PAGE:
COVID-19, the disease caused by a new coronavirus, has had a tremendous effect on the world, and though it feels like everything has stopped, our lives must still go on. With so much uncertainty right now, many pregnant women have expressed concerns about the impact of COVID-19 on both pregnancy and newborns. We checked in with Amy Howes, a dear friend and an accomplished nurse and midwife, to find out how families can make informed decisions around pregnancy and birth during the pandemic. Here are six key questions she answered:
Firstly, what is COVID-19?
It is a respiratory illness and type of virus called SARS-CoV-2 which spreads from person to person via droplets. Symptoms include coughing, fever, fatigue, sore throat, and aching muscles. It can become severe causing viral pneumonia. Four out of five people will have a mild illness and recover without treatment. The elderly and those with underlying medical conditions have an increased risk of severe illness.
Cases in children are rare. The coronavirus spreads through droplets released into the air when an infected person coughs or sneezes. The droplets generally do not travel more than a few feet, and they fall to the ground (or onto surfaces) in a few seconds — therefore social and physical distancing is effective in preventing the spread.
Should I be worried about falling pregnant during the coronavirus outbreak?
It’s not a simple yes or no question. But rest assured that if you do get pregnant, obstetrical care will remain a priority. There are factors to look at, such as the care for pregnant women would be different in the era of coronavirus. You would not be allowed to receive visitors, and you may feel disconnected from the outside world. The stress and psychological factors surrounding the virus: would you be OK if your birth plan did not go as expected? Also, look at the financial implications of caring for a newborn and taking time off work when many families jobs are being affected.
All women need to consider their situations, but there is no right or wrong time during this pandemic. The coronavirus will not have an impact on your pregnancy.
Can COVID-19 be passed from mother to fetus or newborn?
It is possible, although exceptionally rare for pregnant mothers with the COVID-19 illness to pass the infection down to their babies. None of the infants, who have tested positive in studies, developed any serious symptoms like a fever or a cough, which are associated with COVID-19. It is important to breastfeed, as breastfeeding protects newborns from getting sick and helps protect them throughout their infancy and childhood.
Breastfeeding is particularly effective against infectious diseases because it strengthens the immune system by directly transferring antibodies from the mother. As with all confirmed or suspected COVID-19 cases, mothers with any symptoms who are breastfeeding or practicing skin-to-skin contact should take precautions by hand washing and wearing a mask.
Do I have a higher chance of contracting COVID-19 if I’m pregnant?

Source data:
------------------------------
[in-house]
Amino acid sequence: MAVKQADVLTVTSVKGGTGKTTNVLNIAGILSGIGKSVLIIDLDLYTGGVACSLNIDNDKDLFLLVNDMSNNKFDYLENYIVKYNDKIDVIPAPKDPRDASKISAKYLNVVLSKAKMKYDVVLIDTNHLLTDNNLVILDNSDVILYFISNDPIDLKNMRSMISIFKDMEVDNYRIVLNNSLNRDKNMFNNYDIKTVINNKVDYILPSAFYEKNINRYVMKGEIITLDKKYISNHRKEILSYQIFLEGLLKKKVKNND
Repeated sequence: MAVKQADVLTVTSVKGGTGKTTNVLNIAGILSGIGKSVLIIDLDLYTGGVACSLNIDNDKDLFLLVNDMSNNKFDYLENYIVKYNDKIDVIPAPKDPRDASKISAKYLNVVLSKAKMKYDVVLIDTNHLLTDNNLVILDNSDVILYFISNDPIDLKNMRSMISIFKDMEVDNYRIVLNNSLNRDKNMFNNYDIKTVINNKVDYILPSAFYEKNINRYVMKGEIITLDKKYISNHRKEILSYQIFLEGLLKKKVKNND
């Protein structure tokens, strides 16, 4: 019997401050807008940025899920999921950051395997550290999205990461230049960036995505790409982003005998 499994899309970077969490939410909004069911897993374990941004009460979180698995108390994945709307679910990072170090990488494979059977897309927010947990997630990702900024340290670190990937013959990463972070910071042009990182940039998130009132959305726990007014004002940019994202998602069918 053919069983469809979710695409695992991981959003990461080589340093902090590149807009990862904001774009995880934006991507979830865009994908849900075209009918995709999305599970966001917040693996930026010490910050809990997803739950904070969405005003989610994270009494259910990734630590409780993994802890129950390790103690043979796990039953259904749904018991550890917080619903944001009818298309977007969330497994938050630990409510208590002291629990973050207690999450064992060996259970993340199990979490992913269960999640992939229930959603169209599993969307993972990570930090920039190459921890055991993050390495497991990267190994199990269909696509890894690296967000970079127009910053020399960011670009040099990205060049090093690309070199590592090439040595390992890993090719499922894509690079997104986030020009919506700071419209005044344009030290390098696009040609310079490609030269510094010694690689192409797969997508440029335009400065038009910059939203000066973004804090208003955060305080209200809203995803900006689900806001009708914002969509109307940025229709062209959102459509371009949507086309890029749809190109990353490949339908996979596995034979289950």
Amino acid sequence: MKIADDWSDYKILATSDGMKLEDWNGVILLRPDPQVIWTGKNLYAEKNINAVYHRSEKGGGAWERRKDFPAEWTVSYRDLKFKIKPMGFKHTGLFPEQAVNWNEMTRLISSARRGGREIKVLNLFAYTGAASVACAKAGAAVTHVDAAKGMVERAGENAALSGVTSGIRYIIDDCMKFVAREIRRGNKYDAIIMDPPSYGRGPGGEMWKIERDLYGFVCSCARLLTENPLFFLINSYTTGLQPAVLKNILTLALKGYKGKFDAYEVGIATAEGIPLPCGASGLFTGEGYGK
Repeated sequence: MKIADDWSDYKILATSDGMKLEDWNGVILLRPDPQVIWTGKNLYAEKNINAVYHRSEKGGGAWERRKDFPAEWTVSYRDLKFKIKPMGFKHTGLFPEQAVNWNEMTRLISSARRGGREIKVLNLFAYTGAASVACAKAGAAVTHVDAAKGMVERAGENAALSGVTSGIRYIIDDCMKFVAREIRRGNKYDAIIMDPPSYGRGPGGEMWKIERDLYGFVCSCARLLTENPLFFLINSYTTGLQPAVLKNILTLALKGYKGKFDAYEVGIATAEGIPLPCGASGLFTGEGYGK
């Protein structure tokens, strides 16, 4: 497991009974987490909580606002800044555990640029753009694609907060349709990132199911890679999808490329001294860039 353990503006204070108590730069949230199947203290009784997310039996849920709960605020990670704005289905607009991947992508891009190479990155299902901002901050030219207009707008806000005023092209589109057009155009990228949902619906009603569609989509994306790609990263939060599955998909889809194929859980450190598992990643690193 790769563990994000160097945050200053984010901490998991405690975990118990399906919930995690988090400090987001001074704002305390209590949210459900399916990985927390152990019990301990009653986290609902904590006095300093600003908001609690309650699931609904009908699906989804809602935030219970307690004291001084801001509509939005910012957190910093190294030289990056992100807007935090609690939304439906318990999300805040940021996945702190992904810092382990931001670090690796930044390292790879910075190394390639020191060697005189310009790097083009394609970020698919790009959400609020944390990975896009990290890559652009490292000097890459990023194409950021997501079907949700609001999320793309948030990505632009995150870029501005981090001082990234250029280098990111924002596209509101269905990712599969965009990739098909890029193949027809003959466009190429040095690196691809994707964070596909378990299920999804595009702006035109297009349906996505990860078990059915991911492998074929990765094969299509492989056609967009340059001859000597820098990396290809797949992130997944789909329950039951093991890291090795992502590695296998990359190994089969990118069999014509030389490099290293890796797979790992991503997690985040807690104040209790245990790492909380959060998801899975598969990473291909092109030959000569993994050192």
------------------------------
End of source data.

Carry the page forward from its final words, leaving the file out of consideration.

No, but it is important to take everyday precautions and maintain a safe distance between yourself and others. When going out, avoid unnecessary contact, non-essential travel, large crowds, and begin (if you have not already) self-isolating. Wash your hands frequently with hand-wash or sanitizer with an alcohol factor of 70% and above.
Can I still go to my antenatal appointments? Can I bring my partner?
Yes, it is important to go to your antenatal appointments, and it is not advised to stop going. Wear a mask when leaving your home and practice hand washing. Find out from your clinic or doctor if partners are allowed. Many hospitals and clinics are trying to “flatten the curve” and it is important not to take it personally if your significant other is not allowed. Fewer people means fewer infections.
Is it safe to deliver my baby at a hospital right now? Do you recommend home birth?
There are always risks involved when leaving your home and going to a health care facility, but if you practice safe hygiene, your risks are reduced. The staff should all be wearing masks and avoiding close contact. If delivering in a private hospital, you’ll likely not share a room, and everyone entering the hospital or clinic will be screened. If deemed high risk, they will not be allowed to enter your room or have contact with you. Visitors won’t be allowed, and you will be asked to stay in your room and not walk around unnecessarily.
Home births do not suit everyone as certain conditions such as Diabetes Type 1, pre-eclampsia, or premature labour are not suited for this. They may require extensive medical treatment. If you can have a home birth with a qualified and registered midwife, you are reducing your risk of contracting the virus. Furthermore, if you have researched your options, and home birth is right for you, do that. However, if you have planned for a hospital birth, continue that path, taking precautions.
Many government clinics and hospitals do not allow partners to accompany their partner, and both may feel scared, frustrated, or anxious and will consider a home birth. It’s also important to remember that home birth offers no pain relief or doctors, and expectant couples must have a high level of investment, preparation, and training to labour outside of a hospital setting.
Stay tuned for our interview with Amy Howes – coming May 17th.